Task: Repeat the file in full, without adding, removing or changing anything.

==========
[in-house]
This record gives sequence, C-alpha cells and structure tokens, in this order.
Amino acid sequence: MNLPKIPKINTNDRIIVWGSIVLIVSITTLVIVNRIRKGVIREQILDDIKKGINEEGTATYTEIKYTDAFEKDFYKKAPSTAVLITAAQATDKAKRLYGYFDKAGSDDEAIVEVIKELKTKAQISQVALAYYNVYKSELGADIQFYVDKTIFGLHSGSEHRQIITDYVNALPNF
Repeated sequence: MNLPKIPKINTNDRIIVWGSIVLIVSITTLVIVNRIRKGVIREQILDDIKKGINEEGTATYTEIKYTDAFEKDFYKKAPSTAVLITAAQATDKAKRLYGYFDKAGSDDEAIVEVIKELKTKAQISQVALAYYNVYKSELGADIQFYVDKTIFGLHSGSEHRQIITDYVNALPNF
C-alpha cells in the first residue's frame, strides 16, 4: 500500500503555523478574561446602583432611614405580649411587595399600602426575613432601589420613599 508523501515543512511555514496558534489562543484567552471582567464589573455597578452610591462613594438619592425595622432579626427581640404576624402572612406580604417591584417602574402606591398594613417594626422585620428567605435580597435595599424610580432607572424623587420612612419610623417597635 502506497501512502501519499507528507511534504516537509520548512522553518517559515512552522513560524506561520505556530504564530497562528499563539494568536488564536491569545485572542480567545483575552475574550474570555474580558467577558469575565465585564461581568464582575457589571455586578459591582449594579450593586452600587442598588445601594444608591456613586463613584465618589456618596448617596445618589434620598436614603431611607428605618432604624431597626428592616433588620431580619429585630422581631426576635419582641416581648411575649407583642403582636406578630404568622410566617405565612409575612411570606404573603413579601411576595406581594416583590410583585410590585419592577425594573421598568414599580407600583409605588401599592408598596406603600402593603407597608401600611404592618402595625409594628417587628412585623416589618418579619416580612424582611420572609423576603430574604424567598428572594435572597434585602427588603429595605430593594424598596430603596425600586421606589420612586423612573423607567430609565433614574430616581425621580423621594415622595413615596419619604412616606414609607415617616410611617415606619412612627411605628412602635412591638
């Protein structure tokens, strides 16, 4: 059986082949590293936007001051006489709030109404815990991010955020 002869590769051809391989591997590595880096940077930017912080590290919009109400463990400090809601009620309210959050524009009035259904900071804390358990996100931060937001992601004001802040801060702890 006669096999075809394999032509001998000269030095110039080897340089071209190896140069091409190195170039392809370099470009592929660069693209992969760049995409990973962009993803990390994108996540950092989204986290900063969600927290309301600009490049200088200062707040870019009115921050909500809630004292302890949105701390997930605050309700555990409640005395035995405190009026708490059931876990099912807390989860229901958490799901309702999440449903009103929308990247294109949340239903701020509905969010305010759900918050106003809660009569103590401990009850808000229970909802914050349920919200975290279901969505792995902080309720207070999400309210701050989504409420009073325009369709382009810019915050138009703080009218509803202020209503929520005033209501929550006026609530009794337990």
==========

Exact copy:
[in-house]
This record gives sequence, C-alpha cells and structure tokens, in this order.
Amino acid sequence: MNLPKIPKINTNDRIIVWGSIVLIVSITTLVIVNRIRKGVIREQILDDIKKGINEEGTATYTEIKYTDAFEKDFYKKAPSTAVLITAAQATDKAKRLYGYFDKAGSDDEAIVEVIKELKTKAQISQVALAYYNVYKSELGADIQFYVDKTIFGLHSGSEHRQIITDYVNALPNF
Repeated sequence: MNLPKIPKINTNDRIIVWGSIVLIVSITTLVIVNRIRKGVIREQILDDIKKGINEEGTATYTEIKYTDAFEKDFYKKAPSTAVLITAAQATDKAKRLYGYFDKAGSDDEAIVEVIKELKTKAQISQVALAYYNVYKSELGADIQFYVDKTIFGLHSGSEHRQIITDYVNALPNF
C-alpha cells in the first residue's frame, strides 16, 4: 500500500503555523478574561446602583432611614405580649411587595399600602426575613432601589420613599 508523501515543512511555514496558534489562543484567552471582567464589573455597578452610591462613594438619592425595622432579626427581640404576624402572612406580604417591584417602574402606591398594613417594626422585620428567605435580597435595599424610580432607572424623587420612612419610623417597635 502506497501512502501519499507528507511534504516537509520548512522553518517559515512552522513560524506561520505556530504564530497562528499563539494568536488564536491569545485572542480567545483575552475574550474570555474580558467577558469575565465585564461581568464582575457589571455586578459591582449594579450593586452600587442598588445601594444608591456613586463613584465618589456618596448617596445618589434620598436614603431611607428605618432604624431597626428592616433588620431580619429585630422581631426576635419582641416581648411575649407583642403582636406578630404568622410566617405565612409575612411570606404573603413579601411576595406581594416583590410583585410590585419592577425594573421598568414599580407600583409605588401599592408598596406603600402593603407597608401600611404592618402595625409594628417587628412585623416589618418579619416580612424582611420572609423576603430574604424567598428572594435572597434585602427588603429595605430593594424598596430603596425600586421606589420612586423612573423607567430609565433614574430616581425621580423621594415622595413615596419619604412616606414609607415617616410611617415606619412612627411605628412602635412591638
């Protein structure tokens, strides 16, 4: 059986082949590293936007001051006489709030109404815990991010955020 002869590769051809391989591997590595880096940077930017912080590290919009109400463990400090809601009620309210959050524009009035259904900071804390358990996100931060937001992601004001802040801060702890 006669096999075809394999032509001998000269030095110039080897340089071209190896140069091409190195170039392809370099470009592929660069693209992969760049995409990973962009993803990390994108996540950092989204986290900063969600927290309301600009490049200088200062707040870019009115921050909500809630004292302890949105701390997930605050309700555990409640005395035995405190009026708490059931876990099912807390989860229901958490799901309702999440449903009103929308990247294109949340239903701020509905969010305010759900918050106003809660009569103590401990009850808000229970909802914050349920919200975290279901969505792995902080309720207070999400309210701050989504409420009073325009369709382009810019915050138009703080009218509803202020209503929520005033209501929550006026609530009794337990």